Thirteen mixed hens, mostly Rhode Island Reds, are all that is left of the flock of two years ago, the year the coyotes were so bold in daytime raids. We keep them separate from the Buckeyes which have replaced them, mostly using the Reds to groom pastures or till green manures into the big garden plots, but they have laid decently for us on their diet of mixed fermented grains, meat scraps, and greens, with a little dairy waste thrown in.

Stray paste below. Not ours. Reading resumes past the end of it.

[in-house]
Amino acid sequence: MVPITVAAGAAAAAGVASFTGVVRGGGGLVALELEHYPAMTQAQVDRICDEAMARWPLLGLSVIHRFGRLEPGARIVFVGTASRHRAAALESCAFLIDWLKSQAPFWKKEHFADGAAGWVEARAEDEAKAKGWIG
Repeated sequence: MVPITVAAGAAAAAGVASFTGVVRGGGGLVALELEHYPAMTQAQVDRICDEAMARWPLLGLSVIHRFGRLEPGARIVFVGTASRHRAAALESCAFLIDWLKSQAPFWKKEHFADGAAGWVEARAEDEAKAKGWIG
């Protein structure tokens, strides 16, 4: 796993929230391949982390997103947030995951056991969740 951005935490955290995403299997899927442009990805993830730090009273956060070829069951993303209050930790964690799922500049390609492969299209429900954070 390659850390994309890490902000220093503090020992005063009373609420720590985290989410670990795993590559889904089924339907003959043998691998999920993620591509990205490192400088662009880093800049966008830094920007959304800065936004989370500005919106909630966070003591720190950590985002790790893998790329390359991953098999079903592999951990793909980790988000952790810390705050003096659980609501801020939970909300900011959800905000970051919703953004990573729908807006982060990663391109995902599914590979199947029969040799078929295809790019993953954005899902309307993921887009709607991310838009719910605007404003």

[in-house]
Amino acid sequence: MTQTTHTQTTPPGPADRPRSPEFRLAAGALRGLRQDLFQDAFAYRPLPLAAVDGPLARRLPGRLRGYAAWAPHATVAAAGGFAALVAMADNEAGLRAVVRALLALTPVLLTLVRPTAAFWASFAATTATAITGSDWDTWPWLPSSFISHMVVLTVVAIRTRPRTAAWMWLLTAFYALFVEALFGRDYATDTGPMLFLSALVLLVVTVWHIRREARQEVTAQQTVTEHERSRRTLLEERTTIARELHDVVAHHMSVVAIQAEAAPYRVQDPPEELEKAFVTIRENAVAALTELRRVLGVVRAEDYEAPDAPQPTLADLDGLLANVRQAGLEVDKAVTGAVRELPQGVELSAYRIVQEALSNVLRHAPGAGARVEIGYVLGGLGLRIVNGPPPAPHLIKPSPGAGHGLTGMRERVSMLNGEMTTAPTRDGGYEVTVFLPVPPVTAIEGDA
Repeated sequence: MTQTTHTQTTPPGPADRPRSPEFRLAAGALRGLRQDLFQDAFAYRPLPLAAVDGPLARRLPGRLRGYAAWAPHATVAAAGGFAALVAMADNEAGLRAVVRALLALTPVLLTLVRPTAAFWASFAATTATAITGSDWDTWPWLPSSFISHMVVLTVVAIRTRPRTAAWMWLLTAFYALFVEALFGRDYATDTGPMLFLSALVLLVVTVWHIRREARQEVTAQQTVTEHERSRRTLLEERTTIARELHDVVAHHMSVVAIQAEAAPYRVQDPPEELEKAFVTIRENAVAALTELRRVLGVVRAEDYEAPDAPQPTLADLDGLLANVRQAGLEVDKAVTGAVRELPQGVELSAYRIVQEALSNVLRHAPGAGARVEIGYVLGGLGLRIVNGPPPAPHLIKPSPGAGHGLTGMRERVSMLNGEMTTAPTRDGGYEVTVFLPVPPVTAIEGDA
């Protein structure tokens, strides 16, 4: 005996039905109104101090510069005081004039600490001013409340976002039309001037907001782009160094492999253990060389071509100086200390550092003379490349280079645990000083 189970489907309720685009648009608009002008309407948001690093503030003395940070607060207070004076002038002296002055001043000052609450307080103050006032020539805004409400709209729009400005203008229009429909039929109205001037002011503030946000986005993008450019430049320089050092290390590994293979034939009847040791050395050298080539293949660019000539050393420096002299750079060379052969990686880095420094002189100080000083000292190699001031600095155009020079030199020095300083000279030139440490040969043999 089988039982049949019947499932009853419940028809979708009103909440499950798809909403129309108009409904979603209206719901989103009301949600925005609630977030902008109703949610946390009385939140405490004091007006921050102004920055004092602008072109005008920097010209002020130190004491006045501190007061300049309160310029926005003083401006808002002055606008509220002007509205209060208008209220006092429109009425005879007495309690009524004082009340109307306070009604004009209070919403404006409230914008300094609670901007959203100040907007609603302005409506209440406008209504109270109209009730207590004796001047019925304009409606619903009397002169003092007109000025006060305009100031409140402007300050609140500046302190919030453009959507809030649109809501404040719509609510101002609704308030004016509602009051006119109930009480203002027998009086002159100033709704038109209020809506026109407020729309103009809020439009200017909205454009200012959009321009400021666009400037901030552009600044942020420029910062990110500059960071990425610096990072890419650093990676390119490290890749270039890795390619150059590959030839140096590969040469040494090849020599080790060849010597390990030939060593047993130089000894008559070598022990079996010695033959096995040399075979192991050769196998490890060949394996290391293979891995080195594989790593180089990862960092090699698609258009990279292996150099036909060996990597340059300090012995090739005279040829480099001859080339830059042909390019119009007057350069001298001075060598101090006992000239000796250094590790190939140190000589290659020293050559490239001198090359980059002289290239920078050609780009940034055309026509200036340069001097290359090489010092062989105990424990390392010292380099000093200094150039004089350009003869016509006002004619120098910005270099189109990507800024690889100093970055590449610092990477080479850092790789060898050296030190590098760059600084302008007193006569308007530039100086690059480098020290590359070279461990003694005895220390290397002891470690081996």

This winter they have been housed in one of the tall chicken tractors (there’s a picture somewhere, but all I can find is this one of hens in a low tunnel), plastic covered, and furnished with two nesting boxes — these last have been mostly extraneous, but one fertile hen has continued to make her offering every day. We park the tractor in the home garden, where it just straddles two 30 inch beds and the path between them; in two days the chickens have ripped out all the chickweed we are so prone to in winter. Then we move them forward. It’ll be weeks before they’ve cleaned all the beds we need done. We could just let them out to forage the whole garden during the day, since that plot is tightly fenced, but the high tunnel full of spinach is in there, too, and with the warm weather we’ve been having the tunnel has had to be left open, and wouldn’t the hens have a hayday in there if they could. Better to keep them penned (the chickens don’t agree) and keep their impact concentrated where it does the most good.